History and Memory

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History is a gallery of pictures in which there are few originals and many copies. ~Alexis de Tocqueville, 1856.

History is to society as what memory is to the individual. It is a continuum of the recorded events from the past up until the present. History much like memory is a meta-cognitive process of accessing knowledge from the past. In the emerging age of postmodernism, the totalizing nature of objective knowledge has been challenged. No longer is there an absolute belief in its validity and truthfulness. We belong to a culture where the reconstruction of history has like in Plato’s cave, become an act of retrieving it from the confines of the walls by way of our images and signifiers of the past. History can only be recorded retrospectively, hence relies on memory, resulting in evaluation and reflection that colours and reshapes events, as Yosuke Yamahata states ‘Human memory has a tendency to slip and critical judgement to fade’. Thus history can not take place in the present as it is only in hindsight can it be recognised. Though the paradox of this rule in the words of Lenny from Nolan’s film Memento is that ‘Memory can change the shape of a room; it can change the colour of a car’ and therefore as memory can be unreliable it is in this retrospective process history can be construed inaccurately. Through their representation of history and memory, Nolan in his film Memento, Yosuke Yamahata in his website Remembering Nagasaki, and Becker in his film Goodbye Lenin! raise questions about the nature of the cognitive process and the interdependence of history and memory.

Nolan represents how we as a society construct our history and cultural identity through his central character Lenny in his film Memento. Lenny suffers from anterograde amnesia which prevents him from forming new memories. He is cut off from his past as of from the last thing he can recall before his accident –his wife dying on the floor. Postmodern society lives itself through an understanding and organization of narratives by which it contextualizes itself. If there narratives breakdown, the subject splinters away from it’s unique individuality. Lenny is forced to re-contextualise himself every fifteen or so minutes. He relies on his Polaroids, tattoos, handwritten notes and various documents which are his narratives to establish his history and identity. The narratives of postmodern society breakdown with the constant rewriting and replaying of history which creates a culture of the image divorced from any referent. The reproduction of events and persons only moves the ‘facts’ further away from any real truth because of the continuous manipulation and rewriting of history (our collective memory). We become a society detached from any genuine historicism. Humans map themselves temporally within the scheme of history. However, as the subject becomes more fragmentary, as the subject approaches a society where one finds the end of historicity, where the temporal order of continuity is broken down, and time implodes into a perpetual present. Lenny is permanently trapped in the past; he can build new memory continuity from his first conscious memory to the accident, but nothing thereafter. Since he lacks the continuity of memory for all his actions and experiences after his injury, Lenny of the present has a separate identity to Lenny of the past. Lenny’s identity is constantly fragmenting only to return to the same point in time to begin the process again. He cannot feel time because he cannot experience it more than a moment.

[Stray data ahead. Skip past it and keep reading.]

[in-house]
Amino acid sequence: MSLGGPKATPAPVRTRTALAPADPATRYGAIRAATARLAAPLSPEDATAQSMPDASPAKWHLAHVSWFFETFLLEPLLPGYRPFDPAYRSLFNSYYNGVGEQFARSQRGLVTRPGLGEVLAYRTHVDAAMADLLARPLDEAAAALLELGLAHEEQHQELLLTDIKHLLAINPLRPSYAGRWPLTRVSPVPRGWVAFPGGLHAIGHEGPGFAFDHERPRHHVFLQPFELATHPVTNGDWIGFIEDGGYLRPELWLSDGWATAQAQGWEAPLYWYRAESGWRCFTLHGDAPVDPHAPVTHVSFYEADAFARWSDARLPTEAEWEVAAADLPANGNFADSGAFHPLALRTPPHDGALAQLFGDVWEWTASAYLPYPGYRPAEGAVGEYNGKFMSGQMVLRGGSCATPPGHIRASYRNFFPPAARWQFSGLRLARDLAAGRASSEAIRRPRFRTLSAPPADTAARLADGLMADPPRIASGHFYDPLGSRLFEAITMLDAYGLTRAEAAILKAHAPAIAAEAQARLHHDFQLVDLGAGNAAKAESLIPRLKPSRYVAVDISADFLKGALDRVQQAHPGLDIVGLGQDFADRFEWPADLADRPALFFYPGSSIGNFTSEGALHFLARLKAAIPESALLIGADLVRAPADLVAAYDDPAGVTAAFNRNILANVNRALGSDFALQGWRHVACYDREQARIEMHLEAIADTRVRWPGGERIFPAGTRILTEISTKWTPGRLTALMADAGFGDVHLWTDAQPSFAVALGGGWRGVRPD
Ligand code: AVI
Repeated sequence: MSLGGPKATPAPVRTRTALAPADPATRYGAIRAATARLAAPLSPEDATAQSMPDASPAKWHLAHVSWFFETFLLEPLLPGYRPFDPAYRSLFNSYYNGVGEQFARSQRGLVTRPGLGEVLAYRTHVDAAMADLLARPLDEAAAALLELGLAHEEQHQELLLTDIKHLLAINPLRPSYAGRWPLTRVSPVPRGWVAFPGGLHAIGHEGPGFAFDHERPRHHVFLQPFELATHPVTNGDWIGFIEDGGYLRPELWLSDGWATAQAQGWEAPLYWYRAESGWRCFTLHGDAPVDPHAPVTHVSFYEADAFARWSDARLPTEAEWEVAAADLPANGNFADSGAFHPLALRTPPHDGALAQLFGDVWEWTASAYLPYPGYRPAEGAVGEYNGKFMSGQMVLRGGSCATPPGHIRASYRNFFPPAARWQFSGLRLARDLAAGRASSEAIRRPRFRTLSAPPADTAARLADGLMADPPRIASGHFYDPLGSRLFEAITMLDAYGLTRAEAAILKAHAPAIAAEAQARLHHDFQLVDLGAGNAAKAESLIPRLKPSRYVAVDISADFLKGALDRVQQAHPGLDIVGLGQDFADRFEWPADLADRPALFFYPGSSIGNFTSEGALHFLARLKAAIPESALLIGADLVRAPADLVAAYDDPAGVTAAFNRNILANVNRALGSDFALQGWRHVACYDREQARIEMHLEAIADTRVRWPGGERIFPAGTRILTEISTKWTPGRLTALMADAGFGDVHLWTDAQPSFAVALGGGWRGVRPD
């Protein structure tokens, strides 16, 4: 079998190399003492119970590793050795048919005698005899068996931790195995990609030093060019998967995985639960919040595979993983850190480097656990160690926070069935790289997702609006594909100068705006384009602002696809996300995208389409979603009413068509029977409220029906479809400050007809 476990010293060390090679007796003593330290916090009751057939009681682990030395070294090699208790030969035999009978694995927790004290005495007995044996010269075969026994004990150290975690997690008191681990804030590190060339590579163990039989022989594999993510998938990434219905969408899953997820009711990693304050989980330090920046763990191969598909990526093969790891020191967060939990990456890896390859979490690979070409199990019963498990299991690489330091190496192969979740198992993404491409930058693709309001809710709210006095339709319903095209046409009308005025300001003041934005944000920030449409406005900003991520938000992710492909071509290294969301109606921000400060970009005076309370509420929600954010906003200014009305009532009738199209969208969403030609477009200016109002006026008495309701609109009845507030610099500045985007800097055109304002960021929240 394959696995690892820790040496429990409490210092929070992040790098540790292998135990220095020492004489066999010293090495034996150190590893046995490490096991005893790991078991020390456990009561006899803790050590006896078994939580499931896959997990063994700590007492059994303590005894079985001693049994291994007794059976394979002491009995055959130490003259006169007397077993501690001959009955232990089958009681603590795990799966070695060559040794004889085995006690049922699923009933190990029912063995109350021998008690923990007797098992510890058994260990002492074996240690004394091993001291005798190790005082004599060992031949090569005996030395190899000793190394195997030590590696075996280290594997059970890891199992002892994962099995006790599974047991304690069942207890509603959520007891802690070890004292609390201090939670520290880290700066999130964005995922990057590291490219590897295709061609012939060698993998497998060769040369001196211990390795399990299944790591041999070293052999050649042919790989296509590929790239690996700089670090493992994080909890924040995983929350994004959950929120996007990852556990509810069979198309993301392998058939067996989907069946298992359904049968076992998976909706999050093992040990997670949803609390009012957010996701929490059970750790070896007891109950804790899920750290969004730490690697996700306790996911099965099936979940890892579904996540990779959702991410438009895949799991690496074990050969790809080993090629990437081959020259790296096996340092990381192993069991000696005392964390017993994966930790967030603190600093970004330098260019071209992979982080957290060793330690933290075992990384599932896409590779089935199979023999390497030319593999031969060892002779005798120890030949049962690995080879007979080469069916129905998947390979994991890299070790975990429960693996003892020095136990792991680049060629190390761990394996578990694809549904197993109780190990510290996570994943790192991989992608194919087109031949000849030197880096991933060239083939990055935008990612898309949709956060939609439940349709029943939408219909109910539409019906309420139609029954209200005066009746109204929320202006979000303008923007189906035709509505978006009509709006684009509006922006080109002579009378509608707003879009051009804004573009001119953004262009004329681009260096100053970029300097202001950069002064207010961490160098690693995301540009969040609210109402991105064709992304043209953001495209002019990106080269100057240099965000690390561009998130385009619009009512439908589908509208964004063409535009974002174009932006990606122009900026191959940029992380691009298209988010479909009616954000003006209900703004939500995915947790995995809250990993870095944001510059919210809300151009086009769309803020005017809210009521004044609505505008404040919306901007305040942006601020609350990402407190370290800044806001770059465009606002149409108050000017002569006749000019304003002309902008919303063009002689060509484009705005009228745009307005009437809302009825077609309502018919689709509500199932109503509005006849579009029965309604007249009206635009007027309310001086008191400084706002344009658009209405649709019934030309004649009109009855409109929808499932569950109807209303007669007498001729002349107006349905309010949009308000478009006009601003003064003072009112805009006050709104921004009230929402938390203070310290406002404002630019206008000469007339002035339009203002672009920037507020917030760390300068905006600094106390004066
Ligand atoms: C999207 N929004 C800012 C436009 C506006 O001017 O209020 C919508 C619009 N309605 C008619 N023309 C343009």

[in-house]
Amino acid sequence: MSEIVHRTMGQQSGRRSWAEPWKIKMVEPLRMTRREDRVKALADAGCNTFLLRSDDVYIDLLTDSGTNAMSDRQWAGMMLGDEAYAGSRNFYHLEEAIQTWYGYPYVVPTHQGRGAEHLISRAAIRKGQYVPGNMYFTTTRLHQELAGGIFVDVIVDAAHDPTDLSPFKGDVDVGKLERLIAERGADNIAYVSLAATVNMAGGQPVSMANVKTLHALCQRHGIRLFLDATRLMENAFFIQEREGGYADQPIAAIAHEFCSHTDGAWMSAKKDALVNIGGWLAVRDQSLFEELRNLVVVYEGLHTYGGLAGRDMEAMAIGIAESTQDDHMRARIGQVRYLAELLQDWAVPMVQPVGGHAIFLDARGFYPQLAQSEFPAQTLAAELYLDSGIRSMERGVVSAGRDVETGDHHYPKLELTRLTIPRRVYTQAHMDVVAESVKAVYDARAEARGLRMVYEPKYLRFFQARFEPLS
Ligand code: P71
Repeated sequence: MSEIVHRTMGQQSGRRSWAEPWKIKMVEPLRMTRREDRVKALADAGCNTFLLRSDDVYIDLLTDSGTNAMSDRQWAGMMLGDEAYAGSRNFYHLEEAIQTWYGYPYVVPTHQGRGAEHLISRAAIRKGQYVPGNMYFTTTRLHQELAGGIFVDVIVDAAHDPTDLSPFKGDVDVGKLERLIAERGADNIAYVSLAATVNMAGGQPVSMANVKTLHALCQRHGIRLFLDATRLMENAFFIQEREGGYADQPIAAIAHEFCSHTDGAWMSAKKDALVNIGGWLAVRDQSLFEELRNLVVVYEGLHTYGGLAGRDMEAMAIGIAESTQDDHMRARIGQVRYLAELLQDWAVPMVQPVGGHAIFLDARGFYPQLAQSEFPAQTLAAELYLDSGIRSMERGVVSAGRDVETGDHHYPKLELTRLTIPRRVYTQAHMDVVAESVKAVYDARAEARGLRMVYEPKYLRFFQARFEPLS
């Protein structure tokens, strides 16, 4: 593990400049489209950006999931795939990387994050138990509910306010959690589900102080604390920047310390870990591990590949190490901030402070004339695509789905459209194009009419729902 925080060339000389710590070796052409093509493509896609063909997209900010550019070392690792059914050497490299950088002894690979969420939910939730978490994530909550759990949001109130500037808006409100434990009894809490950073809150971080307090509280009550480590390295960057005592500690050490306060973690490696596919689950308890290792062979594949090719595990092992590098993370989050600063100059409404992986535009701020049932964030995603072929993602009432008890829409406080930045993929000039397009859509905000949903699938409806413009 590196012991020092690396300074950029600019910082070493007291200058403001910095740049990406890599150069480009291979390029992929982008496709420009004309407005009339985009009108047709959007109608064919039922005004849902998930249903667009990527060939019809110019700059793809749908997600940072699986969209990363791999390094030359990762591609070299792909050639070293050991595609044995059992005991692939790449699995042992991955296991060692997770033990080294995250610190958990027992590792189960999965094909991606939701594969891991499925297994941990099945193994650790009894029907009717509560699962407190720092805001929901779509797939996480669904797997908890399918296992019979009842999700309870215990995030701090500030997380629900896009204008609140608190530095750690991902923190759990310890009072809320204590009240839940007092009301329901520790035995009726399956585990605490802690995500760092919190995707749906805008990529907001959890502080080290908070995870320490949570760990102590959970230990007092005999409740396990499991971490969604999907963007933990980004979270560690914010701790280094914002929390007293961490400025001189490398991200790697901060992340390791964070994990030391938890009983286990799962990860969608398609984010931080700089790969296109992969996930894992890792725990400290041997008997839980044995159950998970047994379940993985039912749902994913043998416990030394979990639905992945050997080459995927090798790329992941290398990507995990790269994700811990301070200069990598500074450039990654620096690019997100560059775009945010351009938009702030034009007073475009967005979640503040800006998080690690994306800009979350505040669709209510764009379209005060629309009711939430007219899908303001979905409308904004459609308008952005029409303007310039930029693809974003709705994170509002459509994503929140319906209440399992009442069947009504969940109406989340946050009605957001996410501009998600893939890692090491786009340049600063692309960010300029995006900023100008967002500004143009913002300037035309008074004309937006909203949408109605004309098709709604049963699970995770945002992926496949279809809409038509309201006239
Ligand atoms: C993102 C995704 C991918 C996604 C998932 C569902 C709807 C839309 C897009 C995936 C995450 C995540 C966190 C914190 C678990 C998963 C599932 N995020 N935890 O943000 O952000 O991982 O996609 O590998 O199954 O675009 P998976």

Lenny attempts to construct his history and identity through the accumulation of physical evidence. Symbolically represented by the Polaroid pictures he uses to capture moments in time he won’t remember experiencing. By reconstructing history, Lenny creates a temporal memory. In the scene ‘Escort Service’, Lenny hires a prostitute to recreate the bedroom he and his wife slept in. The mise en scene and editing cuts of Lenny...
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